The recent tragedy in Tucson will have had at least one positive outcome if it leads to some soul-searching about the vitriolic political rhetoric that threatens to end civil discourse in this country.
If it does I can only hope there might be some spillover into the nature of religious discourse as well.
The night after the Tucson shootings I was listening to a Christian broadcaster on short-wave radio. The preacher referred to the Supreme Court judges as “snakes in black robes,” to the president and members of Congress as “snakes, the spawn of Satan, and enemies of the Lord.” He then quoted God as saying in the Old Testament: “Bring me my enemies and slay them in my presence.” I could scarcely believe my ears. He was justifying the attempted assassination of a member of Congress. I tuned around and listened to several other Christian broadcasts. I heard nothing but hatred spewing out of the mouths of reverends X, Y and Z: hatred of gays, Muslims, Jews, racial integration, inter-racial marriage, etc. It is clear to me that Islam has no monopoly on religious extremism. We have plenty of it in our own Christian family.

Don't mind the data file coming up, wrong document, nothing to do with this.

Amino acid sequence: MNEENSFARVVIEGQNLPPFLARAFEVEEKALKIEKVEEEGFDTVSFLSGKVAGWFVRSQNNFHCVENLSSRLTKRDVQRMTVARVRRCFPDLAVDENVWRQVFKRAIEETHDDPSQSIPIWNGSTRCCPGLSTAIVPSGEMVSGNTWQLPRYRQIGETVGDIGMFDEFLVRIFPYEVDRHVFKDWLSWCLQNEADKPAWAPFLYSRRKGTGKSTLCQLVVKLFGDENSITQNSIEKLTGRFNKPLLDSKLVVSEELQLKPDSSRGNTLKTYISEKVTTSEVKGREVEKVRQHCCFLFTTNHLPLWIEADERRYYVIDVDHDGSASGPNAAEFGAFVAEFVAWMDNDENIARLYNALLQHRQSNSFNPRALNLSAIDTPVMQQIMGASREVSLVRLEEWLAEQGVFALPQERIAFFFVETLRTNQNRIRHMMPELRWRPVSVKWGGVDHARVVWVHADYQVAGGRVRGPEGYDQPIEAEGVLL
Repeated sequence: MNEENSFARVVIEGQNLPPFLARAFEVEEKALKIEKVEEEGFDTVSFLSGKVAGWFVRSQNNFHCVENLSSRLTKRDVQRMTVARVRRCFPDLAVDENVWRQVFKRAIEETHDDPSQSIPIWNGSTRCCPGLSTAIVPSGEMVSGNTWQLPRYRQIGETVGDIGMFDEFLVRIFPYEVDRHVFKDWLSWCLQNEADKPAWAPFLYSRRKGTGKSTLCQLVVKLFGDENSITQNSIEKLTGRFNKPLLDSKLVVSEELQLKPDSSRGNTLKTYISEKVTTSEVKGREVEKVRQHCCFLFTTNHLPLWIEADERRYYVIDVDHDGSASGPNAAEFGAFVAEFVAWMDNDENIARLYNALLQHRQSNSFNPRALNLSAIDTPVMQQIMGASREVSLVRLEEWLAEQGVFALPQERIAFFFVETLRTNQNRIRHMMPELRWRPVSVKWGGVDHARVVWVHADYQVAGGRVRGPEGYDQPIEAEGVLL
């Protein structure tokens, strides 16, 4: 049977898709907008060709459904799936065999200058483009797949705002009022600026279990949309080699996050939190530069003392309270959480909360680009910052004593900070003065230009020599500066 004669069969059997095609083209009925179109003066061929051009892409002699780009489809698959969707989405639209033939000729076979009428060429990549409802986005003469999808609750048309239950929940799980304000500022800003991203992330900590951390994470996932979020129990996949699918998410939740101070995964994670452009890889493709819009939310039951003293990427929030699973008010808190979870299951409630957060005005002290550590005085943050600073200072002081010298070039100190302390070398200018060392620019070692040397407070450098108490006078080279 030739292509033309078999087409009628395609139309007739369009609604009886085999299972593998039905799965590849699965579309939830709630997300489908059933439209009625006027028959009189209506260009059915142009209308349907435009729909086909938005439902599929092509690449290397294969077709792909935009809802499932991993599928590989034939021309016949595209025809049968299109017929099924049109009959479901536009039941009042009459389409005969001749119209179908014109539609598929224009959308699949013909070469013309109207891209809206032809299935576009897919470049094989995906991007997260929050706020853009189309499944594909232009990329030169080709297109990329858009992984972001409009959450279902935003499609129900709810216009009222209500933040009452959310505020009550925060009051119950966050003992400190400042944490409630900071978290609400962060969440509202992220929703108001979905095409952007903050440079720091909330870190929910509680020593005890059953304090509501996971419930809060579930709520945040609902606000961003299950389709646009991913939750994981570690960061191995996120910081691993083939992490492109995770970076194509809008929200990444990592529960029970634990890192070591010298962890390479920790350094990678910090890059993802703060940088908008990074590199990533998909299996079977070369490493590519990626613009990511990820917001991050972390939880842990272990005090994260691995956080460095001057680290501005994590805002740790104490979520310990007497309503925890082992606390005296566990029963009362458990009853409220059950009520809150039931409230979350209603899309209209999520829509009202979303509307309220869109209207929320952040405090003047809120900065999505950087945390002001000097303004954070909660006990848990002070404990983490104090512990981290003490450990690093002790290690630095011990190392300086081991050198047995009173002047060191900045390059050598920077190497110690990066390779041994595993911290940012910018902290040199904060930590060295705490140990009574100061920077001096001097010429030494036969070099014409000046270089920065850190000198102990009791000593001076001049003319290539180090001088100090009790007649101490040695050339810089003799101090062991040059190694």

How terribly sad to see Christ’s message of love for our fellow man twisted into a message of hatred and intolerance. And how frightening it is to see the coupling of religious and political extremism not only abroad, but here in the United States as well.